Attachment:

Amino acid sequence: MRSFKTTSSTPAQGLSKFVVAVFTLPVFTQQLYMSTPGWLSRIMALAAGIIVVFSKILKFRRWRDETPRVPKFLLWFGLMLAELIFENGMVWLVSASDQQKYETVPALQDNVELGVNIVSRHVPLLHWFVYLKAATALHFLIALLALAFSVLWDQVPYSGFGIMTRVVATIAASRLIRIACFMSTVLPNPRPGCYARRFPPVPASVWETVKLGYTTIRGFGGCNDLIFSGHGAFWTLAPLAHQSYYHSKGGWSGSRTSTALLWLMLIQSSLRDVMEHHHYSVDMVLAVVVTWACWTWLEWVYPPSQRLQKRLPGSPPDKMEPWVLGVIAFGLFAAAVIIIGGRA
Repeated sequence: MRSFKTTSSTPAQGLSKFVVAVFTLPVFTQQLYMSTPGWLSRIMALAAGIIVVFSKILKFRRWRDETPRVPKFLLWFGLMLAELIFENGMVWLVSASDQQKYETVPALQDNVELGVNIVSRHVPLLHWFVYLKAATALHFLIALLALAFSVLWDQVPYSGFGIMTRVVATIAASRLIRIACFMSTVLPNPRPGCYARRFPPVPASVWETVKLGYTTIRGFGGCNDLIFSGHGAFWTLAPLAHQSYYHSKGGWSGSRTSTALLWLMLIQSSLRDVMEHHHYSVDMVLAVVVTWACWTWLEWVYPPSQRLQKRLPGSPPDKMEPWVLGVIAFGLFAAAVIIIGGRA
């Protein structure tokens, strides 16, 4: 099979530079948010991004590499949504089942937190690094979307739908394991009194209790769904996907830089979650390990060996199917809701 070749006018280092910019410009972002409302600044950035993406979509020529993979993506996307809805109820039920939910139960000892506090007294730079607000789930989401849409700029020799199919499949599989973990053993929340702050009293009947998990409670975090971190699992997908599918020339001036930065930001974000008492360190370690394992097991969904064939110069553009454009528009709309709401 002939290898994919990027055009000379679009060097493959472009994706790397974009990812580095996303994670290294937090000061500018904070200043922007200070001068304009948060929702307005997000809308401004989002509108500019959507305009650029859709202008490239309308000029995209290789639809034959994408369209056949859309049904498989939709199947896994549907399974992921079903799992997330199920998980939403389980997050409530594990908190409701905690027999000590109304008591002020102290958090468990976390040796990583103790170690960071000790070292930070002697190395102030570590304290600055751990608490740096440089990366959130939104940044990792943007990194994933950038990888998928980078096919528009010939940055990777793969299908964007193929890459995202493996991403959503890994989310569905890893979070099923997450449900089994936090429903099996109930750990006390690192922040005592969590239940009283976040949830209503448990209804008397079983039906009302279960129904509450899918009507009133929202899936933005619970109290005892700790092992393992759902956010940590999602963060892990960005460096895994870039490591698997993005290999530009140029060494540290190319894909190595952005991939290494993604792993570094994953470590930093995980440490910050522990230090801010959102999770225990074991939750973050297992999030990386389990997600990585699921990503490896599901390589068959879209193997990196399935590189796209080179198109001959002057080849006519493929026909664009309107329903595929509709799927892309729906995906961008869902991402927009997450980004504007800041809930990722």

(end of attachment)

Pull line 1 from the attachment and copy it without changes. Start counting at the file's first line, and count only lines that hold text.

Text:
Amino acid sequence: MRSFKTTSSTPAQGLSKFVVAVFTLPVFTQQLYMSTPGWLSRIMALAAGIIVVFSKILKFRRWRDETPRVPKFLLWFGLMLAELIFENGMVWLVSASDQQKYETVPALQDNVELGVNIVSRHVPLLHWFVYLKAATALHFLIALLALAFSVLWDQVPYSGFGIMTRVVATIAASRLIRIACFMSTVLPNPRPGCYARRFPPVPASVWETVKLGYTTIRGFGGCNDLIFSGHGAFWTLAPLAHQSYYHSKGGWSGSRTSTALLWLMLIQSSLRDVMEHHHYSVDMVLAVVVTWACWTWLEWVYPPSQRLQKRLPGSPPDKMEPWVLGVIAFGLFAAAVIIIGGRA